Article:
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Research Abstracts Online
January 2010 - March 2011

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University of Minnesota Twin Cities
College of Science and Engineering
Department of Chemistry

PI: Lawrence Que, Jr.

Spectroscopic and Computational Investigations of Biomimetic Iron Complexes Relevant to Oxygen Activating Nonheme Iron Enzymes

Nonheme mono- and di-iron enzymes activate dioxygen in order to carry out specific C–H bond activation in organisms ranging from archaea to humans. These chemical transformations occur by first activating dioxygen at a nonheme iron center to an iron-superoxo or -peroxo species. This activated-dioxygen-iron complex then undergoes O–O bond cleavage under ambient conditions to form a reactive intermediate, typically a high-valent iron-oxo (e.g. FeIV=O or [FeIV2O2]), which is able to activate strong C–H bonds resulting in hydroxylation (C–OH) or desaturation (C–C to C=C). The reactivity and selectivity of these enzymes is unmatched in the laboratory where harsh oxidizing conditions are typically needed. The use of synthetic model complexes to mimic the electronic structure of these actives sites and their oxygen-activated intermediates is of the utmost importance in understanding their reactivity. The Que group employs a variety of spectroscopic and kinetic techniques to deduce the electronic, magnetic, and kinetic properties of these models and to understand how nonheme iron enzymes sites carry out O–O and C–H activation. Density functional theory (DFT) methods are applied to these model complexes to predict the reactive intermediates’ geometrical and electronic structures, along with an analysis of the excited states that lead to the experimentally observed spectra. The application of DFT to these systems greatly facilitates the interpretation and elucidation of the experimental data, ultimately contributing to the understanding of how nonheme iron enzymes catalyze difficult oxidation reactions and paving the way for the development of environmentally-friendly catalysts that can be used in a number of industrial processes.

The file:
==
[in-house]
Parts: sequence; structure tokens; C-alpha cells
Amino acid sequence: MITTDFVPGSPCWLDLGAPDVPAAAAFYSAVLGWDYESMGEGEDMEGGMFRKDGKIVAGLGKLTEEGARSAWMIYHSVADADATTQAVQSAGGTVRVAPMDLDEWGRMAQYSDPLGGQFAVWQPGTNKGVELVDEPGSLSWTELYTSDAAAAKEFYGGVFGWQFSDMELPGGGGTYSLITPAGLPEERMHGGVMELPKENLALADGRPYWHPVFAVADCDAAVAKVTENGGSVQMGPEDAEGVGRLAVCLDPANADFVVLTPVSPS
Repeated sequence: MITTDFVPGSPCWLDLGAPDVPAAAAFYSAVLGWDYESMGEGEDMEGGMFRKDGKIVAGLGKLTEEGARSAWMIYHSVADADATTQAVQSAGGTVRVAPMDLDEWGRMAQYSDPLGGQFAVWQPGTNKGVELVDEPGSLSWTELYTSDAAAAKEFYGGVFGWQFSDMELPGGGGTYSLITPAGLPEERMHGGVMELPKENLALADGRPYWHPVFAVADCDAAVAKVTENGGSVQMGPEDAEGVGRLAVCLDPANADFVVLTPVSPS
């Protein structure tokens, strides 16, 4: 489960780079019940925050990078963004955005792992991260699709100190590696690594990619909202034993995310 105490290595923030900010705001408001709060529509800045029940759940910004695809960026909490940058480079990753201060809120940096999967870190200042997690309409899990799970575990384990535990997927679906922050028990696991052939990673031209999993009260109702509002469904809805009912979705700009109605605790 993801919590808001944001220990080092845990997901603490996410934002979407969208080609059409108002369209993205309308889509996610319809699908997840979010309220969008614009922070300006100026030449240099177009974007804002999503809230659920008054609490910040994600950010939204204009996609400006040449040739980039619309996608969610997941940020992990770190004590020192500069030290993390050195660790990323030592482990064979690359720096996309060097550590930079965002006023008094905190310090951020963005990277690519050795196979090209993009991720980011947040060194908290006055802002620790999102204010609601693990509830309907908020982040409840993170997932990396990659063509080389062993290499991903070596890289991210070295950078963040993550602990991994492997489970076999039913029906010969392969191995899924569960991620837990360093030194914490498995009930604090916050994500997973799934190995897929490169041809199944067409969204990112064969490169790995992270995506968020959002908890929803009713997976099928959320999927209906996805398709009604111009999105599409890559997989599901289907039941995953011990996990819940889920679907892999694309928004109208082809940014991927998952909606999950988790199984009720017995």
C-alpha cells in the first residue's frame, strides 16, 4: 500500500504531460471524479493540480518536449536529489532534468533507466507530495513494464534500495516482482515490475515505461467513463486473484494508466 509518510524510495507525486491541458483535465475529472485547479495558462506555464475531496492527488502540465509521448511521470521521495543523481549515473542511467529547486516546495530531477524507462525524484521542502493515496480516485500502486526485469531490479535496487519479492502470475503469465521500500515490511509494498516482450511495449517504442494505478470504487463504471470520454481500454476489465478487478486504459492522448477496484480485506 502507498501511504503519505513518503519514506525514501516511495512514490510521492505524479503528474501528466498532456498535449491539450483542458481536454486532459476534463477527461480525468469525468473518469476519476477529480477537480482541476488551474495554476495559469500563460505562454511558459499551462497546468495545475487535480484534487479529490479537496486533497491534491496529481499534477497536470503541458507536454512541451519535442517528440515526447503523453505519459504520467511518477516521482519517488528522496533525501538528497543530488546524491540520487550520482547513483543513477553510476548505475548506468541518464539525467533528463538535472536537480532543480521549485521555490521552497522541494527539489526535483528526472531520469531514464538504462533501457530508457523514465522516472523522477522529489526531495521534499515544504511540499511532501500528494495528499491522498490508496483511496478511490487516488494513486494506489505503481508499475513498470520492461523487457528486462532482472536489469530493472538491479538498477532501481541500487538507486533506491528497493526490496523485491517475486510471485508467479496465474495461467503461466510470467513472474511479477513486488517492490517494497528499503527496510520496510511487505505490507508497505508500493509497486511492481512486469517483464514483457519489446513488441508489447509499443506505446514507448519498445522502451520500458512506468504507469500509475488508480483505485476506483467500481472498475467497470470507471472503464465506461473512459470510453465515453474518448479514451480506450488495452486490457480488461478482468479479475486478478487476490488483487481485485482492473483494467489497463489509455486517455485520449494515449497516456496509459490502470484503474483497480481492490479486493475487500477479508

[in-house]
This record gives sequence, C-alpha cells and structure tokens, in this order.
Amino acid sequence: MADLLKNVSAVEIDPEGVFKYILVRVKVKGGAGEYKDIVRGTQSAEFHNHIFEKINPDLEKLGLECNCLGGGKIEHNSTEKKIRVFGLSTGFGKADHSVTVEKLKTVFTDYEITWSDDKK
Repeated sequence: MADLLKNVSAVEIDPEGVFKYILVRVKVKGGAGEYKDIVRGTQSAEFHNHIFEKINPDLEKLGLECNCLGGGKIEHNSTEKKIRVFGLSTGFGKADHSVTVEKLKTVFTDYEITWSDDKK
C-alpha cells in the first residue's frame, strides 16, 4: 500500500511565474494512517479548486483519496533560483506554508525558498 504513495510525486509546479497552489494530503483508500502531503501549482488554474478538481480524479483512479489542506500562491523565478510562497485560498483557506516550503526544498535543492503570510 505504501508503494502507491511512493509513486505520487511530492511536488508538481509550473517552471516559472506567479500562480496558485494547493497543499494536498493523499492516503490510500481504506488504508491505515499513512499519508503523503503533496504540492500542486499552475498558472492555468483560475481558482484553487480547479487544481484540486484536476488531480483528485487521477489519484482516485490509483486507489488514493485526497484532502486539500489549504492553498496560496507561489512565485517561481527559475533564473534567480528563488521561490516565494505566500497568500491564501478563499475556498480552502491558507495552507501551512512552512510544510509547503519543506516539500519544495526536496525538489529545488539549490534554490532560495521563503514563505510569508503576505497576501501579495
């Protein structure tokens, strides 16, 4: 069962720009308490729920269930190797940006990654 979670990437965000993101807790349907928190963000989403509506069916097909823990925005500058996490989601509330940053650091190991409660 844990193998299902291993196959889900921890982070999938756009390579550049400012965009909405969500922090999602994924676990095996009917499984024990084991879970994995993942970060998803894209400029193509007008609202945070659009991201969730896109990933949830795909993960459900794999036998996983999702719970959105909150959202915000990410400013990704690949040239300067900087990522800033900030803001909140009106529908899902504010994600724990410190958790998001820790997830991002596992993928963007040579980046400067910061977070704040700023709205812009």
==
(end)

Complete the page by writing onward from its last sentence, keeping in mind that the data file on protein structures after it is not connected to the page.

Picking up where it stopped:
Group Members

Matthew Cranswick, Research Associate
Katherine Van Heuvelen, Research Associate